Resource Conservation foresees reduction of its local per capita greenhouse gas emissions by 50% by 2030, and by 85% by 2050 (compared to the baseline year of 2005); reduction its local per capita final energy consumption by 30% by 2030, and by 50% by 2050 (compared to the baseline year of 2005) and finally reducing material footprint of consumption per capita by 30% by 2030, and by 50% by 2050. By 2030 Vienna is an innovation leader; Vienna is Europe's digitalization capital.
For enabling of reduction of material footprint as well as to increase recycling rates detailed knowledge about the composition of building stocks is needed, as well as new methods for assessment, modelling and prediction of upcoming material flows in the future.
New business models to enable sustainable digital planning, construction and deconstruction workflows that facilitate the reuse and recycling of building materials and components along the lifecycle are needed.
How can digital technologies such as Building Information Modelling, GIS, blockchain and smart contracts enable a transparent, recycling-friendly assessment and tracking of building materials and building components along the lifecycle, thus minimizing and reducing emissions and waste?
What requirements must be met for a generation of publicly accessible digital urban mining cadaster as an instrument for a Smart City?
The smart building paradigm requires the understanding and incorporating indoor occupants’ needs and responses to the indoor visual and thermal environment conditions, which is not only for the provision and maintenance of individual occupants’ comfort but also the optimization and operation energy efficiency of building heating, cooling, and lighting systems. There are some widely recognized human indoor comfort prediction model and measurement methods, which has been well incorporated into the overall energy-efficient building design and building systems. However, the measures derived from these methods usually represent an “average” view of a group of users; in the smart building paradigm, differences in individual physiological responses and sensations, habitual conditions, and preferences over time and within different situations need to be taken into account. With the development of sensor technology and computing techniques, various real-time monitoring and predictive systems have been developed in recent years. Accordingly, by sensing, measuring, and predicting the dynamic personal factors, such as physiological features, behavior types, physical activity levels, user preference over time, and indoor positions, the advanced building control systems can adjust the specific components to enhancing occupants’ comfort in the micro-environmental conditions and offering great potential for energy savings.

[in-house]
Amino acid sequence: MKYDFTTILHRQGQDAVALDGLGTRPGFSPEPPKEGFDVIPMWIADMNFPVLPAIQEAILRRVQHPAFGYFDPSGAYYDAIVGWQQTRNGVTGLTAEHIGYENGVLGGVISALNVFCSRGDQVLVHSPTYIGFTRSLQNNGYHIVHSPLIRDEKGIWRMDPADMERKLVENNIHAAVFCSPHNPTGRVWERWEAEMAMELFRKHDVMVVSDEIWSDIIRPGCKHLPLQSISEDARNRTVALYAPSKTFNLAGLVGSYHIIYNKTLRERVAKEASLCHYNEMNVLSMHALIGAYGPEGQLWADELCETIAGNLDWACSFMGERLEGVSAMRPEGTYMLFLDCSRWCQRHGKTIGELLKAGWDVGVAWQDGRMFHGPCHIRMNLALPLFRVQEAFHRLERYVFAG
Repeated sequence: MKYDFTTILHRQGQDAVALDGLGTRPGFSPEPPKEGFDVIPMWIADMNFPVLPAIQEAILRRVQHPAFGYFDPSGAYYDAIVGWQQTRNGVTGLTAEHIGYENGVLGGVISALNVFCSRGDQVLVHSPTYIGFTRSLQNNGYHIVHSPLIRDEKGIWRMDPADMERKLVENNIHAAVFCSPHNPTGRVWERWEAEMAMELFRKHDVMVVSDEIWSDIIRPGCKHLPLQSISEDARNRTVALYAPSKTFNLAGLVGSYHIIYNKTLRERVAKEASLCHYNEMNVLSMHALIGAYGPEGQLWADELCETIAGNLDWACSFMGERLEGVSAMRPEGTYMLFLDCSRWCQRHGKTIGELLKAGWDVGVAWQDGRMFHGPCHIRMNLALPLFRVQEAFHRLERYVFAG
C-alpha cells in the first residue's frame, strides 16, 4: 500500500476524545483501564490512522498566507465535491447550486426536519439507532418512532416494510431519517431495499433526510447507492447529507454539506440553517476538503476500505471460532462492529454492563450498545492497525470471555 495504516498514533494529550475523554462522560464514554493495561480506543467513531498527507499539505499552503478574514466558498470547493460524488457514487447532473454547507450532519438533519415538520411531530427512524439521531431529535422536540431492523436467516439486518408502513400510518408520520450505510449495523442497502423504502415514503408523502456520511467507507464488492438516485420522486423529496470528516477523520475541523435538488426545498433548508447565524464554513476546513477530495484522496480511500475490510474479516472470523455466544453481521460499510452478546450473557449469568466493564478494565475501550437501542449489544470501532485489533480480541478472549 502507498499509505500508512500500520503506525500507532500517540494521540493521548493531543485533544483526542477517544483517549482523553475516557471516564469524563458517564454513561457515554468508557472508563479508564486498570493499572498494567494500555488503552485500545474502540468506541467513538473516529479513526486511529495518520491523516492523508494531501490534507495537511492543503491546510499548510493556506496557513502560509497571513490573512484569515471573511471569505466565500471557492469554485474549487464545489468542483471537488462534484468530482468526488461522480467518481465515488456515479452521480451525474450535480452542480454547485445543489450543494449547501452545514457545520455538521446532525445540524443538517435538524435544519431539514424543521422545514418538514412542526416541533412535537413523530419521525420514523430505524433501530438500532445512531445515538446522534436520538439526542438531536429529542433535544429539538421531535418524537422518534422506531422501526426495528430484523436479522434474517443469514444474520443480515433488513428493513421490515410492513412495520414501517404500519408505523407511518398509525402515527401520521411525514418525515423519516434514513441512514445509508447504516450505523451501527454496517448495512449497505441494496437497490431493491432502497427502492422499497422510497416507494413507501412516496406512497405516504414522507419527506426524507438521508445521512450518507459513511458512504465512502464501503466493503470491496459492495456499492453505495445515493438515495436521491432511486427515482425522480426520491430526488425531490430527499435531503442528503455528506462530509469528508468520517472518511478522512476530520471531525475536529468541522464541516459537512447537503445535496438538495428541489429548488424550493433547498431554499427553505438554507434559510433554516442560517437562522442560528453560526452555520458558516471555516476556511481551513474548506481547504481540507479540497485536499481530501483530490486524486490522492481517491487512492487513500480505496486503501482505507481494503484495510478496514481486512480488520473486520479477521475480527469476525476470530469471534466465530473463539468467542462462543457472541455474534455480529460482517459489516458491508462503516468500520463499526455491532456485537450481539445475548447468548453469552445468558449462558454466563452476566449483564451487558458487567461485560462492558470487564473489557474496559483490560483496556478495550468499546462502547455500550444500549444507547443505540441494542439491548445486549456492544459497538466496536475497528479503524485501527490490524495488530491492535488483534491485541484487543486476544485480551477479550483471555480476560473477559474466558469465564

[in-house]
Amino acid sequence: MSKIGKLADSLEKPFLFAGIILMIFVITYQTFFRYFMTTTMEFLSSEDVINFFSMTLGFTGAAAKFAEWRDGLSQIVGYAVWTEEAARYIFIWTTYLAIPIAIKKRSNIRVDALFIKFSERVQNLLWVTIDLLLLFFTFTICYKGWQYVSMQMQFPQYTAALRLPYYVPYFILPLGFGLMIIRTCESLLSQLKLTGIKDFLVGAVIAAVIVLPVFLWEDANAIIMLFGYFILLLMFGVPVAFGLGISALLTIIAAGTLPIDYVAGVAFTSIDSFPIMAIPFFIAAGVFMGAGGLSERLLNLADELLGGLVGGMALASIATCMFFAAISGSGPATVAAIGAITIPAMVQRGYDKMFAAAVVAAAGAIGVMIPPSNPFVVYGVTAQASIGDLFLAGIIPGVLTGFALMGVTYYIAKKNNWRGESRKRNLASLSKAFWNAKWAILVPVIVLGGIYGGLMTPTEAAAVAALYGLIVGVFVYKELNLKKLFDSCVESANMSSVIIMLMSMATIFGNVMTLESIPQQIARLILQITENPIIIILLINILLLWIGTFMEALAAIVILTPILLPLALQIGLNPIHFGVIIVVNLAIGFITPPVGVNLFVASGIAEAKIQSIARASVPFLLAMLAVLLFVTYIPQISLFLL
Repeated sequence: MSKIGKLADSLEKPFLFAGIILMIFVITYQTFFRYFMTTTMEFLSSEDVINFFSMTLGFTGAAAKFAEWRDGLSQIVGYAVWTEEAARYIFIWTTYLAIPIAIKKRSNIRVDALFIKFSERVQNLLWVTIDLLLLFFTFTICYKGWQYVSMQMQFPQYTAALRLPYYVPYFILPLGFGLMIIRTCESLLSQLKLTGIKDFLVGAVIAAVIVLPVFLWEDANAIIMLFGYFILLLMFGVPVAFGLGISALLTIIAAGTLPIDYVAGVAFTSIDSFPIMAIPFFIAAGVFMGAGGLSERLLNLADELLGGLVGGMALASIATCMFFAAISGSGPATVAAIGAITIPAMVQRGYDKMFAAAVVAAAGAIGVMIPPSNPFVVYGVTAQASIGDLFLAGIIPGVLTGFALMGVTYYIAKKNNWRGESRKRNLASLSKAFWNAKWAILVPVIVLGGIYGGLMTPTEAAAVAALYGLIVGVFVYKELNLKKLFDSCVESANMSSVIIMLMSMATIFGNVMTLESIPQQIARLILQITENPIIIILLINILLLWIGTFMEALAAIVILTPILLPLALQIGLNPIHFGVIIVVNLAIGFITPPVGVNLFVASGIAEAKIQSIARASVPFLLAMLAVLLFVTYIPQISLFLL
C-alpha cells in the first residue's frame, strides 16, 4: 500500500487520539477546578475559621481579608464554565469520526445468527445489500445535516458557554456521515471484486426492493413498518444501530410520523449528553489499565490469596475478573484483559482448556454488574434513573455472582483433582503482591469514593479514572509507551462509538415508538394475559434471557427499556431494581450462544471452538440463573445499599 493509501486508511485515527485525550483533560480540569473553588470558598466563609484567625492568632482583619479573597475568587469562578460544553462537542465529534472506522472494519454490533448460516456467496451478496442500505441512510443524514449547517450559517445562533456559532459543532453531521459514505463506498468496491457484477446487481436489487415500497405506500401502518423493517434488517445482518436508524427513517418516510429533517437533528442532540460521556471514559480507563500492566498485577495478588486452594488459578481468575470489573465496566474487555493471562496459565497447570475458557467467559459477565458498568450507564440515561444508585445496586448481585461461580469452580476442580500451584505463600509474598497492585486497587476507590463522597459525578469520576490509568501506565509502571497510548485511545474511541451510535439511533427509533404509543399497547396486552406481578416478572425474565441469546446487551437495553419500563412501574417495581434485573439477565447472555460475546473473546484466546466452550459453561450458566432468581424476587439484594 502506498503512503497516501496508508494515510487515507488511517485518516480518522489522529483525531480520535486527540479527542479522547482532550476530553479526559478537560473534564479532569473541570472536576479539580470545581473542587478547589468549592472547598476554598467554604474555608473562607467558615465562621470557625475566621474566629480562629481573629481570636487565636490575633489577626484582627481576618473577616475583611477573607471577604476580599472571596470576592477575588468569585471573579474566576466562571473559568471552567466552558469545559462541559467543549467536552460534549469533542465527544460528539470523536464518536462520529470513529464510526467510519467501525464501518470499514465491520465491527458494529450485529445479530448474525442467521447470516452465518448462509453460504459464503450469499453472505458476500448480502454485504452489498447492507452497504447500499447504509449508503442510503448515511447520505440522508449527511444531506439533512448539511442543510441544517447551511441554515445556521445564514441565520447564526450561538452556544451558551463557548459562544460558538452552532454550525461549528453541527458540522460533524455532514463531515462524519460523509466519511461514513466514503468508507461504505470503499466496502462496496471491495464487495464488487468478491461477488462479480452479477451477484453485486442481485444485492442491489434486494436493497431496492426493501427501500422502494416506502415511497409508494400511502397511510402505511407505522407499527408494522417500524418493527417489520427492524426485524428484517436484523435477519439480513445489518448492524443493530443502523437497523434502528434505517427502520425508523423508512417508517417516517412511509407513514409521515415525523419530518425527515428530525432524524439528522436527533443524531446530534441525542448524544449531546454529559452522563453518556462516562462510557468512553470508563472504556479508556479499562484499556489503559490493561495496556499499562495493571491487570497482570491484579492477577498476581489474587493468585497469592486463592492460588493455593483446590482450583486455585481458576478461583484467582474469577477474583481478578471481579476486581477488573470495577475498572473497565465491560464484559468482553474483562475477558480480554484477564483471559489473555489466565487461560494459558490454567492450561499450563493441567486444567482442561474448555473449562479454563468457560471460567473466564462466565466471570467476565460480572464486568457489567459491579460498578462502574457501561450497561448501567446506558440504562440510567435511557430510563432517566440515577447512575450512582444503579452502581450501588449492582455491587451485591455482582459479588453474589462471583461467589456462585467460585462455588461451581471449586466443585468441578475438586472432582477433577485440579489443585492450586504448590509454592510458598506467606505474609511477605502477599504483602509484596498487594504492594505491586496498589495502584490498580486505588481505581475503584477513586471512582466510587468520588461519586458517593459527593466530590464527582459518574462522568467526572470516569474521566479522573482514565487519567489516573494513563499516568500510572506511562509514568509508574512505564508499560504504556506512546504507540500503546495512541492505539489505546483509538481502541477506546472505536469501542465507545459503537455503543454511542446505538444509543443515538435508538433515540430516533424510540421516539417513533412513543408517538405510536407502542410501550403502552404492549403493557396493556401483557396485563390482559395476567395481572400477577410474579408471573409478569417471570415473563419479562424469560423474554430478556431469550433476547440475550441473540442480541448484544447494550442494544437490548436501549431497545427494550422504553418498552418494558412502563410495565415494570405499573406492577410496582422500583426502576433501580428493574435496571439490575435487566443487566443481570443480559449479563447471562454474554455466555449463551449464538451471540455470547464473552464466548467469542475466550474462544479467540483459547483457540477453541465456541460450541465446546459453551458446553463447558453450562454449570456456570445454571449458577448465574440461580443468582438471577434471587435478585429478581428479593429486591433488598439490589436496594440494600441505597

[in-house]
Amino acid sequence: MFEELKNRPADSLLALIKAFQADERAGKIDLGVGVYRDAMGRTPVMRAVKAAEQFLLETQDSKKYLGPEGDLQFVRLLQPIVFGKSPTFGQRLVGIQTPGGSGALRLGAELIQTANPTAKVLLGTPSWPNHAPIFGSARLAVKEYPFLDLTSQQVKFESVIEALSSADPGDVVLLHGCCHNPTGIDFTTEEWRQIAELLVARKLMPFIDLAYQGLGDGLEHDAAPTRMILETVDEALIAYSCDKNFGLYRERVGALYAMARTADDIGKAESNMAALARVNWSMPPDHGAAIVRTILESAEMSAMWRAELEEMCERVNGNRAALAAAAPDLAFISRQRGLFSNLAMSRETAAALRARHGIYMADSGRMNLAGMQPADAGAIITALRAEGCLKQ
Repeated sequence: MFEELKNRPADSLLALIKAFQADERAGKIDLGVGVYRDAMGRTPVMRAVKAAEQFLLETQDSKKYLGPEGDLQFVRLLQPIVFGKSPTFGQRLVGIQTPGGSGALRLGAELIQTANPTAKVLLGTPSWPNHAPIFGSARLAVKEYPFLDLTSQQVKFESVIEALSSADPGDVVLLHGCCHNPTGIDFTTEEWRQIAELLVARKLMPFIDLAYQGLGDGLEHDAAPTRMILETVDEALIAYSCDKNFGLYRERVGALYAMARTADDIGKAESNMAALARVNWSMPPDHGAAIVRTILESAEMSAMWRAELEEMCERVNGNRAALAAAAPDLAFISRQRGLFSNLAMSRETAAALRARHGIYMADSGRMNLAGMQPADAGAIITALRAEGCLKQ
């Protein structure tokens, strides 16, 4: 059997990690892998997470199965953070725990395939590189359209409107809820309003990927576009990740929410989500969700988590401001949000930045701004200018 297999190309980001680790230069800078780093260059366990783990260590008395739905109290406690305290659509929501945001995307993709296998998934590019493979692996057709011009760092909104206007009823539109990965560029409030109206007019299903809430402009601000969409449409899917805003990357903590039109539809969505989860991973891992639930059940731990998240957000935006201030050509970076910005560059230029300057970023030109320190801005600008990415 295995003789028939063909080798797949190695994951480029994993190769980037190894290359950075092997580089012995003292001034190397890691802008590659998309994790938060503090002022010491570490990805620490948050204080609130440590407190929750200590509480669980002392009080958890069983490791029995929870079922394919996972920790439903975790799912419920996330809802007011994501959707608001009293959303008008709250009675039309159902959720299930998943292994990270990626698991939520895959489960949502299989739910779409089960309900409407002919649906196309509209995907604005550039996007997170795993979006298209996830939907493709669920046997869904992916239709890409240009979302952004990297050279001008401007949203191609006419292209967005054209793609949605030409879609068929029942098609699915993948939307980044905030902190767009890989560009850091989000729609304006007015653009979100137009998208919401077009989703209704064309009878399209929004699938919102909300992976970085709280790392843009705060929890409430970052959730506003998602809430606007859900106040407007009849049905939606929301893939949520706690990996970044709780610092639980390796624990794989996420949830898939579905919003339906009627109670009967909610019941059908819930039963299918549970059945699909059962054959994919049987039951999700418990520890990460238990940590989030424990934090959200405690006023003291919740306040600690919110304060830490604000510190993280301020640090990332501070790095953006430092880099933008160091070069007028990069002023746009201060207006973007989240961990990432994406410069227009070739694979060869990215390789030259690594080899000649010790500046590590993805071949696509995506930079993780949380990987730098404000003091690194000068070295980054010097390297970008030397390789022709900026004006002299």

The contemporary development is causing numerous crises, such as economic, health, environmental, social etc. Among these, the crisis in education is the most important for assuring long-term sustainable development of the human civilisation. Therefore, this contribution focuses on educational opportunities that address the urgent need to transform human settlements into smart settlements, cities, villages, islands etc.
Recent progress demonstrated that new technologies alone are not sufficient for this transformation. They need to be accompanied by a cultural transition, which is only possible by significant improvement of ICT competences among the general population. In this presentation, options for efficient improvement of the most relevant ICT competences are presented. They are analysed in terms of the expected advances in the ICT technologies, in particular by the fast 5G and 6G telecommunications and new applications of artificial intelligence that are based on the deep learning convolutional neural networks.
Recommendations for efficient implementation of the most relevant ICT competences in cities, villages, and islands are presented that enable these communities faster development into Smart Cites, Smart Villages, and Smart Islands.